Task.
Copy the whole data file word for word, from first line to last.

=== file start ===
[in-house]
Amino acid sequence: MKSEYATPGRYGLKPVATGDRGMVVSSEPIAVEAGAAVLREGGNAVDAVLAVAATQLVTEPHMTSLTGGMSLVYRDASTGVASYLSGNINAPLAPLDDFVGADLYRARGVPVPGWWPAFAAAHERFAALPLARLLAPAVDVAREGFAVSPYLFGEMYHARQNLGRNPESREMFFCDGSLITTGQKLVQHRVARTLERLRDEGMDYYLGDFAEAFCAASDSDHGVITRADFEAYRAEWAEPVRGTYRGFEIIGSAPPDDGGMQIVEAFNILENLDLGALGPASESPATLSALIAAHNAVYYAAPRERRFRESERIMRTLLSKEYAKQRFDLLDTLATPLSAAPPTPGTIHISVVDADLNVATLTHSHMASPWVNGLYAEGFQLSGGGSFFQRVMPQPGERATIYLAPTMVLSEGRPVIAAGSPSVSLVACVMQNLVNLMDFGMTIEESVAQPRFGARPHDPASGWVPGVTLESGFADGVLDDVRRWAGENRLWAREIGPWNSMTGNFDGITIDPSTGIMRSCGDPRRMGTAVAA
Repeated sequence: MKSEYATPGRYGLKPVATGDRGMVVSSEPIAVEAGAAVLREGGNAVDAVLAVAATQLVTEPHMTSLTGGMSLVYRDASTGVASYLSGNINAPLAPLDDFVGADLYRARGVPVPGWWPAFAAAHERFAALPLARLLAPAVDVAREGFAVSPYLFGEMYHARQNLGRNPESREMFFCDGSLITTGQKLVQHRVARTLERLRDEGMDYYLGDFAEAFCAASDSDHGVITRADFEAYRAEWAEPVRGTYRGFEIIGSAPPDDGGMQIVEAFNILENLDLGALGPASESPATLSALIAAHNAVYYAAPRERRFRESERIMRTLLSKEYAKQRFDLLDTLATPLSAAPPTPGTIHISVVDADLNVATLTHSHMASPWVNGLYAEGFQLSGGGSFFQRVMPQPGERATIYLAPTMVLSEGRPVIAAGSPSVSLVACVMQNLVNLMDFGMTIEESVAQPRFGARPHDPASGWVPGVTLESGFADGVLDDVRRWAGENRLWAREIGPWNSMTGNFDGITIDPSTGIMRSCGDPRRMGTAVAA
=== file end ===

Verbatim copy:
[in-house]
Amino acid sequence: MKSEYATPGRYGLKPVATGDRGMVVSSEPIAVEAGAAVLREGGNAVDAVLAVAATQLVTEPHMTSLTGGMSLVYRDASTGVASYLSGNINAPLAPLDDFVGADLYRARGVPVPGWWPAFAAAHERFAALPLARLLAPAVDVAREGFAVSPYLFGEMYHARQNLGRNPESREMFFCDGSLITTGQKLVQHRVARTLERLRDEGMDYYLGDFAEAFCAASDSDHGVITRADFEAYRAEWAEPVRGTYRGFEIIGSAPPDDGGMQIVEAFNILENLDLGALGPASESPATLSALIAAHNAVYYAAPRERRFRESERIMRTLLSKEYAKQRFDLLDTLATPLSAAPPTPGTIHISVVDADLNVATLTHSHMASPWVNGLYAEGFQLSGGGSFFQRVMPQPGERATIYLAPTMVLSEGRPVIAAGSPSVSLVACVMQNLVNLMDFGMTIEESVAQPRFGARPHDPASGWVPGVTLESGFADGVLDDVRRWAGENRLWAREIGPWNSMTGNFDGITIDPSTGIMRSCGDPRRMGTAVAA
Repeated sequence: MKSEYATPGRYGLKPVATGDRGMVVSSEPIAVEAGAAVLREGGNAVDAVLAVAATQLVTEPHMTSLTGGMSLVYRDASTGVASYLSGNINAPLAPLDDFVGADLYRARGVPVPGWWPAFAAAHERFAALPLARLLAPAVDVAREGFAVSPYLFGEMYHARQNLGRNPESREMFFCDGSLITTGQKLVQHRVARTLERLRDEGMDYYLGDFAEAFCAASDSDHGVITRADFEAYRAEWAEPVRGTYRGFEIIGSAPPDDGGMQIVEAFNILENLDLGALGPASESPATLSALIAAHNAVYYAAPRERRFRESERIMRTLLSKEYAKQRFDLLDTLATPLSAAPPTPGTIHISVVDADLNVATLTHSHMASPWVNGLYAEGFQLSGGGSFFQRVMPQPGERATIYLAPTMVLSEGRPVIAAGSPSVSLVACVMQNLVNLMDFGMTIEESVAQPRFGARPHDPASGWVPGVTLESGFADGVLDDVRRWAGENRLWAREIGPWNSMTGNFDGITIDPSTGIMRSCGDPRRMGTAVAA